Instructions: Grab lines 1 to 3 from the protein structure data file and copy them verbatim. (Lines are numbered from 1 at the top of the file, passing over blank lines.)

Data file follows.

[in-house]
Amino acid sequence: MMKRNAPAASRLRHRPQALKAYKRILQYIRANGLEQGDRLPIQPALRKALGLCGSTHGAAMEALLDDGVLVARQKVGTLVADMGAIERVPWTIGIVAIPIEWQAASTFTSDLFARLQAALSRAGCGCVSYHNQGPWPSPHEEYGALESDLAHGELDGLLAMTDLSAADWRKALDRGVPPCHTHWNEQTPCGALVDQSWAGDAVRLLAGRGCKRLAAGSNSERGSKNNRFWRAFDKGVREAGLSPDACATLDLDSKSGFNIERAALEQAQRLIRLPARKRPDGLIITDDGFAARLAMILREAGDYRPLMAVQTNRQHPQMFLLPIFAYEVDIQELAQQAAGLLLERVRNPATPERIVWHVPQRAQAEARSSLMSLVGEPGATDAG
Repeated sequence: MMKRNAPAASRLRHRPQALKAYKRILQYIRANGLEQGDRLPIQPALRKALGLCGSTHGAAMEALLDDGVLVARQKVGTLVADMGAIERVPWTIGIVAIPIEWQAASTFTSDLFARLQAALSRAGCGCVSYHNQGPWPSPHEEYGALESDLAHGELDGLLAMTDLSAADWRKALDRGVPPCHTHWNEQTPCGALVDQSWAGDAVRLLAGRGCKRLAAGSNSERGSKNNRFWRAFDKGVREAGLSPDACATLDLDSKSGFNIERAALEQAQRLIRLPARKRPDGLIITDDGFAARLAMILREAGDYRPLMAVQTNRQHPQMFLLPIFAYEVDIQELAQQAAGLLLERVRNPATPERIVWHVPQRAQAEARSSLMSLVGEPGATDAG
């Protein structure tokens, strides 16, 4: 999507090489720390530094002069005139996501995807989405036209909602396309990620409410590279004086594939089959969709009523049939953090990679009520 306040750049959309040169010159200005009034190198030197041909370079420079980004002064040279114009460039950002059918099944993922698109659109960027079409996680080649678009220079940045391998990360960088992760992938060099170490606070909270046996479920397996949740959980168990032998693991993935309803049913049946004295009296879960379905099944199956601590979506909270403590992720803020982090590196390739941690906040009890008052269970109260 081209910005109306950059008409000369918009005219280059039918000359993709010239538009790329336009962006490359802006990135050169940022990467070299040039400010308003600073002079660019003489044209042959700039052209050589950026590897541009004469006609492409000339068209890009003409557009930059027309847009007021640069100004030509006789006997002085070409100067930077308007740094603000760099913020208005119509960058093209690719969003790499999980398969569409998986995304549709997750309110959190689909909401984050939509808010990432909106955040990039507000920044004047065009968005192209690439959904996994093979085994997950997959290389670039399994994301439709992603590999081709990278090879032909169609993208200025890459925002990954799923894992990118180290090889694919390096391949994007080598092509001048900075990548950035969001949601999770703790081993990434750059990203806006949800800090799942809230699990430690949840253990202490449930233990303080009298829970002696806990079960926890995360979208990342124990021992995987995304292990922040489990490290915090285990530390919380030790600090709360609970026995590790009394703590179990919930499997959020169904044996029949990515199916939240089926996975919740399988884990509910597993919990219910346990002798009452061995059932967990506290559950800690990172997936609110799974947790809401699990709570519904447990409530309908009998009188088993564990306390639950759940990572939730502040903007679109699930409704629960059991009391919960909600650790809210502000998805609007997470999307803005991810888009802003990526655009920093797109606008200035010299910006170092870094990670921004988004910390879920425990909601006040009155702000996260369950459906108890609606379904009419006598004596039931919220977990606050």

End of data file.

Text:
[in-house]
Amino acid sequence: MMKRNAPAASRLRHRPQALKAYKRILQYIRANGLEQGDRLPIQPALRKALGLCGSTHGAAMEALLDDGVLVARQKVGTLVADMGAIERVPWTIGIVAIPIEWQAASTFTSDLFARLQAALSRAGCGCVSYHNQGPWPSPHEEYGALESDLAHGELDGLLAMTDLSAADWRKALDRGVPPCHTHWNEQTPCGALVDQSWAGDAVRLLAGRGCKRLAAGSNSERGSKNNRFWRAFDKGVREAGLSPDACATLDLDSKSGFNIERAALEQAQRLIRLPARKRPDGLIITDDGFAARLAMILREAGDYRPLMAVQTNRQHPQMFLLPIFAYEVDIQELAQQAAGLLLERVRNPATPERIVWHVPQRAQAEARSSLMSLVGEPGATDAG
Repeated sequence: MMKRNAPAASRLRHRPQALKAYKRILQYIRANGLEQGDRLPIQPALRKALGLCGSTHGAAMEALLDDGVLVARQKVGTLVADMGAIERVPWTIGIVAIPIEWQAASTFTSDLFARLQAALSRAGCGCVSYHNQGPWPSPHEEYGALESDLAHGELDGLLAMTDLSAADWRKALDRGVPPCHTHWNEQTPCGALVDQSWAGDAVRLLAGRGCKRLAAGSNSERGSKNNRFWRAFDKGVREAGLSPDACATLDLDSKSGFNIERAALEQAQRLIRLPARKRPDGLIITDDGFAARLAMILREAGDYRPLMAVQTNRQHPQMFLLPIFAYEVDIQELAQQAAGLLLERVRNPATPERIVWHVPQRAQAEARSSLMSLVGEPGATDAG